Why should I use cdist?¶
There are several motivations to use cdist, these are probably the most popular ones.
Not only is shell scripting widely known by system engineers, but it is also a very powerful language. Here are some features which make daily work easy:
Configuration can react dynamicly on explored values
High level string manipulation (using sed, awk, grep)
Conditional support (if, case)
Loop support (for, while)
Support for dependencies between cdist types
More than shell scripting¶
If you compare regular shell scripting with cdist, there is one major difference: When using cdist types, the results are idempotent. In practise that means it does not matter in which order you call cdist types, the result is always the same.
Zero dependency configuration management¶
Cdist requires very little on a target system. Even better, in almost all cases all dependencies are usually fulfilled. Cdist does not require an agent or high level programming languages on the target host: it will run on any host that has a ssh server running and a posix compatible shell (/bin/sh). Compared to other configuration management systems, it does not require to open up an additional port.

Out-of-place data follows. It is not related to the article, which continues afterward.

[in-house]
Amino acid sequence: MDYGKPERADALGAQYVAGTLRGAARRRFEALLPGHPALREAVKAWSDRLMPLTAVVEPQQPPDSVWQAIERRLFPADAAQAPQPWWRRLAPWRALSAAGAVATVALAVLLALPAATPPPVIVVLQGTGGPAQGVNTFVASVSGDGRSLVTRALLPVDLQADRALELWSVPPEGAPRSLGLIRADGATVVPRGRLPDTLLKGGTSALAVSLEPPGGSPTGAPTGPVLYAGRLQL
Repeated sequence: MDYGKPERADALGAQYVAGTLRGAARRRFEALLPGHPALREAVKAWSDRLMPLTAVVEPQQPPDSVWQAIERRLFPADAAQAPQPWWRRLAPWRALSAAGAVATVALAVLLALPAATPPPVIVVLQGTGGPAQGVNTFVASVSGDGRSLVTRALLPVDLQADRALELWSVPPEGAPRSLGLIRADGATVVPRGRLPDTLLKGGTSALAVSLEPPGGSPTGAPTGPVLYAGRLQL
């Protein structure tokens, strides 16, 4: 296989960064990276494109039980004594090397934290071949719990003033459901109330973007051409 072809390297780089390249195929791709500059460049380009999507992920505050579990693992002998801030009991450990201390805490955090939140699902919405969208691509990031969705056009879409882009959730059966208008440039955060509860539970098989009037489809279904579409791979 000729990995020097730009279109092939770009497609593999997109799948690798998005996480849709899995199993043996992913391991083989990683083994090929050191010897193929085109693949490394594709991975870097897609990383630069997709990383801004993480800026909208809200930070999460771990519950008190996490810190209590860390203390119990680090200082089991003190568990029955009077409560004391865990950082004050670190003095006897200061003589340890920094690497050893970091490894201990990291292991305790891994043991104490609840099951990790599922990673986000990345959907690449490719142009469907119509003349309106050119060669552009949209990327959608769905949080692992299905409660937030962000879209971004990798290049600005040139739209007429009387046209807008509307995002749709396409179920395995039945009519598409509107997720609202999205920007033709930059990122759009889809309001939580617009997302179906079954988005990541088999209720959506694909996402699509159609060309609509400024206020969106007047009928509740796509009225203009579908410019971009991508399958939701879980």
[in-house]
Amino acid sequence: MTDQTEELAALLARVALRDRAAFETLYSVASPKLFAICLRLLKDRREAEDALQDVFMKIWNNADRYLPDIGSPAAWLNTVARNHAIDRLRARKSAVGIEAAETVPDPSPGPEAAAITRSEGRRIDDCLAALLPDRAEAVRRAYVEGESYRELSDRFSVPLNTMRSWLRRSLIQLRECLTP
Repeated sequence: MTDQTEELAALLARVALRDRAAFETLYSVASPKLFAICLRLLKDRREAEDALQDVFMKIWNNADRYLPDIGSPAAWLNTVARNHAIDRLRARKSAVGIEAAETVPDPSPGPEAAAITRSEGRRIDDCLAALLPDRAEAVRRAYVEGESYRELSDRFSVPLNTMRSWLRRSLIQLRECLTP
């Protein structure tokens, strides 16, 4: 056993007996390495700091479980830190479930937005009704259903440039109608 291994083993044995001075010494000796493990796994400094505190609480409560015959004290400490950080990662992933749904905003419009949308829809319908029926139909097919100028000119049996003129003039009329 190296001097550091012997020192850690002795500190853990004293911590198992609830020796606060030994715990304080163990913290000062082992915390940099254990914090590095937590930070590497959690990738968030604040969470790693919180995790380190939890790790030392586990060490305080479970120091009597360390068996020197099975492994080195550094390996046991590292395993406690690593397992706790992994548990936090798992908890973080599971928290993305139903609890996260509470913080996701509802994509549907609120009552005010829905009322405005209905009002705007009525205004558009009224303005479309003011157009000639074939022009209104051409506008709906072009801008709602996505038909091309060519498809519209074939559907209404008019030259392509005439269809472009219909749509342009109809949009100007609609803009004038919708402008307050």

Push based distribution¶
Cdist uses the push based model for configuration. In this scenario, one (or more) computers connect to the target hosts and apply the configuration. That way the source host has very little requirements: Cdist can even run on a sysadmin notebook that is loosely connected to the network and has limited amount of resources.
Furthermore, from a security point of view, only one machine needs access to the target hosts. No target hosts will ever need to connect back to the source host, which contains the full configuration.
If at some point you manage more hosts than can be handled from a single source host, you can simply add more resources: Either add more cores to one host or add hosts. Cdist will utilise the given resources in parallel.